Looking at one’s own mind can be tricky. For example, how do we know if what we are thinking and feeling is actually normal? Or if being sad is really depression? Or being happy is really a state of complete denial of reality?
In contrast to physical health, mental health does not have the same clarity of disease as breaking a bone, rupturing an artery, or having a viral infection. No – mental health is more…well, mental. It’s more in our heads, in our minds, and in the processes we use to think about things like mental health in the first place. Is “Behavioral Health” the same as “Mental Health?” Please start with your distinctions, if any, to provide context for the rest of your post.
But despite its lack of clarity, mental health is a real thing nevertheless. For example, the National Institute of Mental Health (NIMH) has noted that: “Everyone occasionally feels blue or sad. But these feelings are usually short-lived and pass within a couple of days. When you have depression, it interferes with daily life and causes pain for both you and those who care about you. Depression is a common but serious illness.” See: NIMH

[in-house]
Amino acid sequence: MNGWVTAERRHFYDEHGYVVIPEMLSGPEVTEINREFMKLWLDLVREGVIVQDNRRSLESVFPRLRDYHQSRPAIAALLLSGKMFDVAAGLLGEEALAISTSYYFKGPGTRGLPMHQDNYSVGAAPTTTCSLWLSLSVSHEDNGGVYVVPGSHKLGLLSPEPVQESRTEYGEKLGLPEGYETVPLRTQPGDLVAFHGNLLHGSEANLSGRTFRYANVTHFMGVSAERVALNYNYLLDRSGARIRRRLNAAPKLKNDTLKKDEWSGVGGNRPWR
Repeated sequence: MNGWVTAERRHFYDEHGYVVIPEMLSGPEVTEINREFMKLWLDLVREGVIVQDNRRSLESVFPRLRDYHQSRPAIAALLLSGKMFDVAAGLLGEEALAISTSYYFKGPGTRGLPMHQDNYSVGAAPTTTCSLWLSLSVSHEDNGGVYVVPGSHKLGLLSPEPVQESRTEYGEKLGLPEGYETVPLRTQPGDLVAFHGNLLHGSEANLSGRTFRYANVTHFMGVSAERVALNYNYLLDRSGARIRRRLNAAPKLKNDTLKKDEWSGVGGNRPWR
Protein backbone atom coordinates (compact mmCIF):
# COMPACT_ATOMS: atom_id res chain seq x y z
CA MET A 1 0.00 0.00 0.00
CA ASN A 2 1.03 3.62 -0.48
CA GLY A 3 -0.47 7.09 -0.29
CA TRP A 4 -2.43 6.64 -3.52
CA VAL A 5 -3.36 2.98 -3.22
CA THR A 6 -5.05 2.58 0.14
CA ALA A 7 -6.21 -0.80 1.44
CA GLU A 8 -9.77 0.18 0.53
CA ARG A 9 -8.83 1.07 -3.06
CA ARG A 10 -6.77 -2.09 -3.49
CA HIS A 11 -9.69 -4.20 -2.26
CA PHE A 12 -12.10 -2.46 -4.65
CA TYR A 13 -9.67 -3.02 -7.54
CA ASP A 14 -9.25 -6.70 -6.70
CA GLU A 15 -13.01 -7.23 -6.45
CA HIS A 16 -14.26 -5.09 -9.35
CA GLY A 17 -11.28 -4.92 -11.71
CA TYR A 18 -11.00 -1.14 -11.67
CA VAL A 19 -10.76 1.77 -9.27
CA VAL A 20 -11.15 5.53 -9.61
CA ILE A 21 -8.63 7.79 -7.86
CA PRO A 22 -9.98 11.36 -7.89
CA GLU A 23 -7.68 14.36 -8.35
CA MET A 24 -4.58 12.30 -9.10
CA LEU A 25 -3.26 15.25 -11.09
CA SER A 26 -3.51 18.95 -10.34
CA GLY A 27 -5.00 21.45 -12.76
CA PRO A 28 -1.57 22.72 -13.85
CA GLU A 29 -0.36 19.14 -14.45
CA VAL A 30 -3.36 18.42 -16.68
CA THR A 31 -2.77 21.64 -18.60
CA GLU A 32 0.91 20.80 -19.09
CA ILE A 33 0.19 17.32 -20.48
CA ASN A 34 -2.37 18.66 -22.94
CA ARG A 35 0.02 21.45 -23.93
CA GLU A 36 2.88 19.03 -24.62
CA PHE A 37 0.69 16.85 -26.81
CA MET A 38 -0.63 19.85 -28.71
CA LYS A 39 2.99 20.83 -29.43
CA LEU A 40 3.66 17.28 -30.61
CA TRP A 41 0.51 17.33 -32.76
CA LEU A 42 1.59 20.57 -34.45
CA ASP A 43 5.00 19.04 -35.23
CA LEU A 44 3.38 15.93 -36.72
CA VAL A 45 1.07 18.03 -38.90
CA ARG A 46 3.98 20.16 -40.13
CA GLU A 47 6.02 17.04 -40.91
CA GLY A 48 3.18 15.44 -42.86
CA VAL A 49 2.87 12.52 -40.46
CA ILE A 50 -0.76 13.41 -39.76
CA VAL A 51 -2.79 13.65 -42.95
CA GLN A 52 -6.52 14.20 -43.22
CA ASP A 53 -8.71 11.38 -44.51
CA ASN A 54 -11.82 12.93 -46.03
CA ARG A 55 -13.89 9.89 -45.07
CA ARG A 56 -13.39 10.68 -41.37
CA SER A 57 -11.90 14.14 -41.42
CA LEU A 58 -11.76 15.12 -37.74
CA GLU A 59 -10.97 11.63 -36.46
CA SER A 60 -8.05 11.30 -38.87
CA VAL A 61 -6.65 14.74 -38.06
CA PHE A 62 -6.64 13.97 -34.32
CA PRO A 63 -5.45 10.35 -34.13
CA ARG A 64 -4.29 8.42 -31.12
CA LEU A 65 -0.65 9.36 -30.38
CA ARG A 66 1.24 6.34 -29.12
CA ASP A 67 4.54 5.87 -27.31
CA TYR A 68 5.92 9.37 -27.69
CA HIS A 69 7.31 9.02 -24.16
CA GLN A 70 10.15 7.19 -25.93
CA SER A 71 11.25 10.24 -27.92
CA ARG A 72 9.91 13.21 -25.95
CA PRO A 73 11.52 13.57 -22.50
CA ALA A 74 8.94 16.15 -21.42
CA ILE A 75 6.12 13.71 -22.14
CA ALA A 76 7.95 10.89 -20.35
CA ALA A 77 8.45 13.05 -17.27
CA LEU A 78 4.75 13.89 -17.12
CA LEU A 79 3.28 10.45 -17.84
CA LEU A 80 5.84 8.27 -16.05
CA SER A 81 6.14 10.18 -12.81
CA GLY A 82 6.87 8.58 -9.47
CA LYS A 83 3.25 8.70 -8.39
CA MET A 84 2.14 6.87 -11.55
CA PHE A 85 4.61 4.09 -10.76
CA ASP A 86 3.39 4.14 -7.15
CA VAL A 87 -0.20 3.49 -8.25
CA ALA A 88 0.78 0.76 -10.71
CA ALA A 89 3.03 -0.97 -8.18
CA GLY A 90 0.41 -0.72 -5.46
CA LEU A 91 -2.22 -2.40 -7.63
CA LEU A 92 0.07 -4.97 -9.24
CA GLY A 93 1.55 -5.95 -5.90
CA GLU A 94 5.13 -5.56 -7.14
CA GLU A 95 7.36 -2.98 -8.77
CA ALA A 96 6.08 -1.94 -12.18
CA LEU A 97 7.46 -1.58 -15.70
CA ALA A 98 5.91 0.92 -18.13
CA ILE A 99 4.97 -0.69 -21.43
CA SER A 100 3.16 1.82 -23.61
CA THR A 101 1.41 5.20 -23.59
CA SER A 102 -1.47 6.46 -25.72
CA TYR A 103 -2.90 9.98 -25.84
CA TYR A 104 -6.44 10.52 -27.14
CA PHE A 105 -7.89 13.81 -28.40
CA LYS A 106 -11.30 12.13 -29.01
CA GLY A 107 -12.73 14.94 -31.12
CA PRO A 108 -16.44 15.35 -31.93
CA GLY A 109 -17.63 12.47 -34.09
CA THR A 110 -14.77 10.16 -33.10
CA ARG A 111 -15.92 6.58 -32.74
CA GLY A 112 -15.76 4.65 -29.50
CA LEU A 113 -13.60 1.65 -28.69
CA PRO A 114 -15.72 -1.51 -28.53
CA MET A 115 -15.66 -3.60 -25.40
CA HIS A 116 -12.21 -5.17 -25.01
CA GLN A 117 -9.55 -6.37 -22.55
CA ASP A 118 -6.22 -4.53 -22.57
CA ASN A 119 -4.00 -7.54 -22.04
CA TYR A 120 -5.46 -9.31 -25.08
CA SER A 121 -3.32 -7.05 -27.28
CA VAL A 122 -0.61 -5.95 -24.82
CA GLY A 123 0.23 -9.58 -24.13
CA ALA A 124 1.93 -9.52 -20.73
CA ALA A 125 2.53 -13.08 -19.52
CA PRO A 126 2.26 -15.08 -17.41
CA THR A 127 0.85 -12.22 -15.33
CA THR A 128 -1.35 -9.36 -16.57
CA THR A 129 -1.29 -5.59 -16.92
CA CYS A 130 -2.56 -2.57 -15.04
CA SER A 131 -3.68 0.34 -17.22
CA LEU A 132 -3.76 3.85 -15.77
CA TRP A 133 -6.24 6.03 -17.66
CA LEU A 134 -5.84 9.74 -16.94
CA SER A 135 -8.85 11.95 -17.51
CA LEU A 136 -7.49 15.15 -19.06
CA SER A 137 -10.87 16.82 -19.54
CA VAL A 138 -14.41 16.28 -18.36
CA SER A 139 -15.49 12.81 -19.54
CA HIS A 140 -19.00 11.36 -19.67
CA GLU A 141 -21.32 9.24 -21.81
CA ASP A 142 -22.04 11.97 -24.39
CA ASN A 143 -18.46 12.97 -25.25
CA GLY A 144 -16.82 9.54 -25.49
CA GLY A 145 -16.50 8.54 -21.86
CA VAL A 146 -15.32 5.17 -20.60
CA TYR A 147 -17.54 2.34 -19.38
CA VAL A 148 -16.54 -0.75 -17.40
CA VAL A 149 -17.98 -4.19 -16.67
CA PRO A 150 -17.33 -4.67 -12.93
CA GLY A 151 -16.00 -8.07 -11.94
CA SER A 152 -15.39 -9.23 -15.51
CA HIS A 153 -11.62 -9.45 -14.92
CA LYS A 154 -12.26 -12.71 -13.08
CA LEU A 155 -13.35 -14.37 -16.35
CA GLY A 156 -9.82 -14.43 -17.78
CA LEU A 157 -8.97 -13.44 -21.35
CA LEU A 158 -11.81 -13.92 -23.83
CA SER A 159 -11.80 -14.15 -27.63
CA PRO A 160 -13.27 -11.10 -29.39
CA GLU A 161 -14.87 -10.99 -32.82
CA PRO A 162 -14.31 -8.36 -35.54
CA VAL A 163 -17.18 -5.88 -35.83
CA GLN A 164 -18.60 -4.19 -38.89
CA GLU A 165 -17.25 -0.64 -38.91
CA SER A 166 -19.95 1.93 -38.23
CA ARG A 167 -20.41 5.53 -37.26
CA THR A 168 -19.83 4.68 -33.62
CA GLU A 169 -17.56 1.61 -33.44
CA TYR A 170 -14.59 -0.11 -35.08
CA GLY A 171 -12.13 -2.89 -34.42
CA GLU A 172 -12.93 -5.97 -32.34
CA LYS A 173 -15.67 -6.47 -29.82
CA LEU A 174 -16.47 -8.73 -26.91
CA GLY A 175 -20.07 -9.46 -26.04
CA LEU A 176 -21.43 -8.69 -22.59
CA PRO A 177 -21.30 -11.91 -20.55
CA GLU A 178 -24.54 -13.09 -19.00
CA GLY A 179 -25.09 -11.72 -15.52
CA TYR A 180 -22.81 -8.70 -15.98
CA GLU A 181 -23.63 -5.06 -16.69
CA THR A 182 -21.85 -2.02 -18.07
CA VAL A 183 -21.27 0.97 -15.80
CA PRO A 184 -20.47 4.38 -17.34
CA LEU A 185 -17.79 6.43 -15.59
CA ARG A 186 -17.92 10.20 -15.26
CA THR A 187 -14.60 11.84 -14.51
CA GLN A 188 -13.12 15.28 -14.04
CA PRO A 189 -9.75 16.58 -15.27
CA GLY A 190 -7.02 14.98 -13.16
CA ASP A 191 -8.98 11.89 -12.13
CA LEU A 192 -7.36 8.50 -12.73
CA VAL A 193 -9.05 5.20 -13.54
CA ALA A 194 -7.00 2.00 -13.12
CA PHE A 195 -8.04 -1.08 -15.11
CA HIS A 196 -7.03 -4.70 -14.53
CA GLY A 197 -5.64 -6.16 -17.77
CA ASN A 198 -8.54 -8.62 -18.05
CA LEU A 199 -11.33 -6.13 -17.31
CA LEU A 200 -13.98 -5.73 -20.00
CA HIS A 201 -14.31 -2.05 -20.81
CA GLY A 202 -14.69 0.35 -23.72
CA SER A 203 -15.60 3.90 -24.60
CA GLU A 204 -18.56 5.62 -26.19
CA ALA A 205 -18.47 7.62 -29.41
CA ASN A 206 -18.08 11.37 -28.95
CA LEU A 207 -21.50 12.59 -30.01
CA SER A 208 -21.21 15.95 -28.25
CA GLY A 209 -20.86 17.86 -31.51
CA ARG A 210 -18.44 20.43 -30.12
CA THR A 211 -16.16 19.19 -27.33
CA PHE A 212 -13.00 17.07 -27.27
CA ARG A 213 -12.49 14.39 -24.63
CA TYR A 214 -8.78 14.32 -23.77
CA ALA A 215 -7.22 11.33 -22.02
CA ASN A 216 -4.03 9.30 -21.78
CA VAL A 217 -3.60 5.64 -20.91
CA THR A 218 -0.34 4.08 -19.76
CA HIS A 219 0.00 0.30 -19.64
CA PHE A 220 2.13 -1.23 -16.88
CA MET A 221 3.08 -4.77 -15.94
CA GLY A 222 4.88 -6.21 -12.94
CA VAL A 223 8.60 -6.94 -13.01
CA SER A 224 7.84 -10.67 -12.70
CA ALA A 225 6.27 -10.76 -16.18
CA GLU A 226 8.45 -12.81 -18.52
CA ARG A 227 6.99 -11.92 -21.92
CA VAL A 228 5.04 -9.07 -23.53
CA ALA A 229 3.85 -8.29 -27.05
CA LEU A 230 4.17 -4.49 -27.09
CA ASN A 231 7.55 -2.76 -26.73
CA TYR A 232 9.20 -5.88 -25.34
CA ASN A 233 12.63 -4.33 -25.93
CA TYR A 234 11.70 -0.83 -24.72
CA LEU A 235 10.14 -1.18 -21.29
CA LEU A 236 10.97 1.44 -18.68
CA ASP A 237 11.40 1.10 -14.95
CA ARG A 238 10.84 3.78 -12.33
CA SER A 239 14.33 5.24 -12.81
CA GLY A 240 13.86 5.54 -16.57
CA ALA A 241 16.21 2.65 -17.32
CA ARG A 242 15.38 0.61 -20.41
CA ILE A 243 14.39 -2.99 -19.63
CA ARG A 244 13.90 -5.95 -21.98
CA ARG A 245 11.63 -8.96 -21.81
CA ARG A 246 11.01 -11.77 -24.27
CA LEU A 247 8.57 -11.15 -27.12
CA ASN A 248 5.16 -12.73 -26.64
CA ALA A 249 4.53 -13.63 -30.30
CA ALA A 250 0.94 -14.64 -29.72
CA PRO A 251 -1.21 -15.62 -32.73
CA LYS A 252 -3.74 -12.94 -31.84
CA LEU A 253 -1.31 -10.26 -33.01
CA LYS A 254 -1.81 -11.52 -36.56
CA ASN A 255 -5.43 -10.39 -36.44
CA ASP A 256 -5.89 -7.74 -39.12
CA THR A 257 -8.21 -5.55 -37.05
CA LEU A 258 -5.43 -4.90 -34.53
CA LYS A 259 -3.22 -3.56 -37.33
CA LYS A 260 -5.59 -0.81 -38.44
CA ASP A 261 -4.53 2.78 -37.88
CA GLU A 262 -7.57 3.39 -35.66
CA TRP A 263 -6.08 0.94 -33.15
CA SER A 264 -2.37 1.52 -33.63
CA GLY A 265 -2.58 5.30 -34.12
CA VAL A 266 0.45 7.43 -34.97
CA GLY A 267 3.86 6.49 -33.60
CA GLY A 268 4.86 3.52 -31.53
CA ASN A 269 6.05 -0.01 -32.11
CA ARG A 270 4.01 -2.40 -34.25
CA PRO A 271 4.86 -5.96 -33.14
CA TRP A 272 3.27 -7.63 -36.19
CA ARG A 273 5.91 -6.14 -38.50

But it’s not just depression that is at issue. According to the Anxiety and Depression Association of America (AADA), It’s not uncommon for someone with depression to also suffer form an anxiety disorder or vice versa. Further:
- Anxiety disorders are the most common mental illness in the U.S., affecting 40 million adults in the United States age 18 and older (18% of U.S. population).
- Anxiety disorders are highly treatable, yet only about one-third of those suffering receive treatment.
So, bottom line is that mental health issues like excessive anxiety and depression are no joke – either at a personal level or at the macro level of the US healthcare system.
But while millions of people suffer from mental health issues, it is also noted above that millions of suffering people are left undiagnosed and untreated.
So what should we do? How can we significantly improve our ability to help people in need of mental health treatment?
What should we do about the stigma that some attach to seeing a mental health professional?
What about the equal stigma of being labeled as someone who is “mental?”
How do we, as healthcare professionals, best reach out to those that desperately need assistance –without making anyone think we are looking for “crazy” people?
Overall – what is the best way to address the large and underserved need for mental health care?
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